Since December 2008, Ortega has been with the Mexican Chamber of Electronics, Telecommunications, and Information Technology. She was the Southeast Regional Director and since April, 2014, has worked on projects related to human capital development with the Special Projects National Direction.

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Increasing the Number of Sponsored Mexican Graduate Students in EngineeringAdvantages of having international students enrolled in graduate degree programs at USuniversities includes developing international ties, bringing financial resources, maintaining adiverse intellectual pool of students and fulfilling a shortage of engineering talent in the US.Recruitment and retention of international graduate students have been more challengingrecently with increased competition from other host countries such as Australia, the UK andGermany. Several approaches have been reported to ensure that the number of internationalstudents on campuses does not decline including collaborations, additional efforts in recruitment,and new funding for marketing and program promotion. In summary, research indicates there is aneed for coordinated efforts to secure the highest quality international students.This paper presents a case study of such a coordinated effort – to increase the number of highquality students from Mexico into a large college of engineering in the South. Even thoughMexico and the United States are neighbors with strong economic ties, during 2013, according tothe Mexican government out of 224 students sponsored by CONACYT in the informationtechnology area who were selected to study abroad, only 20 students came to the United States(less than 10%). During the Fall 2013, at the authors’ institution, although a very large college ofengineering with geographical closeness to Mexico, only 32 graduate students from Mexico wereenrolled out of 1,958 international students (less than 2%).With the pilot program implemented during summer 2014 out of 50 students who participated, 9students have been admitted to the spring semester and about 20 other students will be applyingfor the next fall semester. The pilot program was implemented during summer 2014 inpartnership with two states in Mexico (Yucatan and Zacatecas) and a large sponsoring body fromMexico. The goal of the sponsor agency is to improve the human capital development in Mexicoin the IT sector. This paper describes the recruiting and selection process, the implementationand the results of the pilot program. Insights into this project can serve as a model forinternational student recruitment.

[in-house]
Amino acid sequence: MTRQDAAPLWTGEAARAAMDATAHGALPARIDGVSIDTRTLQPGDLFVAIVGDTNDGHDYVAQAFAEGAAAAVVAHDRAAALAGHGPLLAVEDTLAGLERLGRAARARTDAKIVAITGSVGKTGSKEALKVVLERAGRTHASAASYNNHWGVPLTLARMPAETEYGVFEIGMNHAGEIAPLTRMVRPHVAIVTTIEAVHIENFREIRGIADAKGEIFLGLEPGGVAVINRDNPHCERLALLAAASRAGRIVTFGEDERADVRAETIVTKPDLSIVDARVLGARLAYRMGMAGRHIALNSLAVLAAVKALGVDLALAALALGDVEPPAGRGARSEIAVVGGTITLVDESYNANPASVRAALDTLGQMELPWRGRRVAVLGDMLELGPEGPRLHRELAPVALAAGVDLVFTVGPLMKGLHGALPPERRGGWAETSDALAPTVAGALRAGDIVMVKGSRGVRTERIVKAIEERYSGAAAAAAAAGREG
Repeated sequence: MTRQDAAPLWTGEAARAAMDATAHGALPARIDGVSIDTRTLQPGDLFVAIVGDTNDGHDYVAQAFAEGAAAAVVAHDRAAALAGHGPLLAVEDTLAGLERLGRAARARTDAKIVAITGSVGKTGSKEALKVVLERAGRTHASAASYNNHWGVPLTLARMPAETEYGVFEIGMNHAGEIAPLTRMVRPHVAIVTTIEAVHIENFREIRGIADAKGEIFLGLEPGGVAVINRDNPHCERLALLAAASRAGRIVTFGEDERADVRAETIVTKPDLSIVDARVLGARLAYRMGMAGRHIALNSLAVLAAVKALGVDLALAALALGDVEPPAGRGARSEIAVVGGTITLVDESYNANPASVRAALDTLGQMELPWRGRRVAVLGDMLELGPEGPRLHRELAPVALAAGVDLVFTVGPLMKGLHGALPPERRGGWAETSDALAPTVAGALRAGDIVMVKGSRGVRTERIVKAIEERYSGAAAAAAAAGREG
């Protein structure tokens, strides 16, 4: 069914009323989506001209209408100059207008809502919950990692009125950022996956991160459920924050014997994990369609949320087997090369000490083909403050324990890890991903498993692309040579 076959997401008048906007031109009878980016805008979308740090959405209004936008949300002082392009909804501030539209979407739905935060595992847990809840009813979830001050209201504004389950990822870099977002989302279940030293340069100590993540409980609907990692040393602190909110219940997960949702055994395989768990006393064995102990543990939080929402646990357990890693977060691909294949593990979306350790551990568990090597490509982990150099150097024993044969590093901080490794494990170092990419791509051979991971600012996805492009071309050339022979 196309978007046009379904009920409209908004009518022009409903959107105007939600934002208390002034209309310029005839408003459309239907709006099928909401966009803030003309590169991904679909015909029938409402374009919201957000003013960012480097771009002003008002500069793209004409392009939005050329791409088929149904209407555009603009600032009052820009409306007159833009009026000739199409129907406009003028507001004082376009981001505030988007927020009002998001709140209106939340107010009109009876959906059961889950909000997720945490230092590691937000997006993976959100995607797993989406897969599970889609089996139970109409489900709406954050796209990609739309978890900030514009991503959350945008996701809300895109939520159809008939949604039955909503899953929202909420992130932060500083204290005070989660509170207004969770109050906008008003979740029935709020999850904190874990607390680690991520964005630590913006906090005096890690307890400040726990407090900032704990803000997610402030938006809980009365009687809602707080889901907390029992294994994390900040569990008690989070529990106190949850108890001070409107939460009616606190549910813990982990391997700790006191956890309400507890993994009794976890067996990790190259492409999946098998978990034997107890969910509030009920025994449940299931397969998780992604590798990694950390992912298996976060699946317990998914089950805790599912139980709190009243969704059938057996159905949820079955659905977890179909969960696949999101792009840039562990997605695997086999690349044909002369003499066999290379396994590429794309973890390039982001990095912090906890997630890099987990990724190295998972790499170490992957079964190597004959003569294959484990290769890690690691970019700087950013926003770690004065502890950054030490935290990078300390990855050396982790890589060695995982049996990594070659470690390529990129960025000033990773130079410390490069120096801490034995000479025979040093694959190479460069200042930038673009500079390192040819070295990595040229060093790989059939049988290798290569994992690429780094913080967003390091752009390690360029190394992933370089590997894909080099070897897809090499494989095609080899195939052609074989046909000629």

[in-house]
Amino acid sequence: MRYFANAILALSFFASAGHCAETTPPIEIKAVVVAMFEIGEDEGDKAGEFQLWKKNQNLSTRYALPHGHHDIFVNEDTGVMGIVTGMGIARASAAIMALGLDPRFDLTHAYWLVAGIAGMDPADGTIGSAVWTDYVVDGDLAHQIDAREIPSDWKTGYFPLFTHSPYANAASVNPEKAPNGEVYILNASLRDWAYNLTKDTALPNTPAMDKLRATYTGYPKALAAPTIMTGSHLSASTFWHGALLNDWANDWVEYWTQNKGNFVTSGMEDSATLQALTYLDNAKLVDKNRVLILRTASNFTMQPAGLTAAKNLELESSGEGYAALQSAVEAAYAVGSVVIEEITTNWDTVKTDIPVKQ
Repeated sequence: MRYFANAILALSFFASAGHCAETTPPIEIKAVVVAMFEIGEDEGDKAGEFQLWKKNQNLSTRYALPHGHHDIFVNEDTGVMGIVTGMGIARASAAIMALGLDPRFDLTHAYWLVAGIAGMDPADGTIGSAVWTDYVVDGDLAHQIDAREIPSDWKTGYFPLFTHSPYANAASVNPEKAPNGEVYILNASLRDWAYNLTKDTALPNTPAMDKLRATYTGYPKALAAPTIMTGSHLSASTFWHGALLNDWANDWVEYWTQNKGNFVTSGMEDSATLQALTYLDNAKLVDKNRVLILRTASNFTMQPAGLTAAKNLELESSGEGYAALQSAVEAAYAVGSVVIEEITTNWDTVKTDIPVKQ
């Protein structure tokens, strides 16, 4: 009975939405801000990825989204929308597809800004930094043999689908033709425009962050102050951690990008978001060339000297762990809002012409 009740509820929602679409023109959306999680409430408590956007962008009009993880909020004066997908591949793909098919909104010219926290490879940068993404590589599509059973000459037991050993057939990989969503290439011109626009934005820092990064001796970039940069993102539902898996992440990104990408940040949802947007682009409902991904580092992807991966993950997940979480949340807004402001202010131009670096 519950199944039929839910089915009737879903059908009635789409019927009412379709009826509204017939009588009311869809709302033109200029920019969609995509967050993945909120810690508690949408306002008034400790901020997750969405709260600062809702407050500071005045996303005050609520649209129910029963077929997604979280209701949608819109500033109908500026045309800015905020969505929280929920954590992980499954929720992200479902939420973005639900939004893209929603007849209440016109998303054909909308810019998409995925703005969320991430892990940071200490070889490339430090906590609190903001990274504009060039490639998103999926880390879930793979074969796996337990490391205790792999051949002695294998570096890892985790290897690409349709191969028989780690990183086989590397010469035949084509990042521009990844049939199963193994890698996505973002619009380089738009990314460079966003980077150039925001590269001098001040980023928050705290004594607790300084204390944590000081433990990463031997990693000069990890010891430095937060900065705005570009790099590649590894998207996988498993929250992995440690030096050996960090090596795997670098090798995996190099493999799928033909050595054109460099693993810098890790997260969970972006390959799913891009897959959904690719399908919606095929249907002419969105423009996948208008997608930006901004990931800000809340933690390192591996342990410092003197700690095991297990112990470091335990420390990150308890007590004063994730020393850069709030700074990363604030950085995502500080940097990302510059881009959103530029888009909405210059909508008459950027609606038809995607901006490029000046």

Alves , M. C., & Alexander, M. M., & Camara-Poot, V. M., & Ortega, M. E. (2015, June), Increasing the Number of Sponsored Mexican Graduate Students in Engineering Paper presented at 2015 ASEE Annual Conference & Exposition, Seattle, Washington. 10.18260/p.24287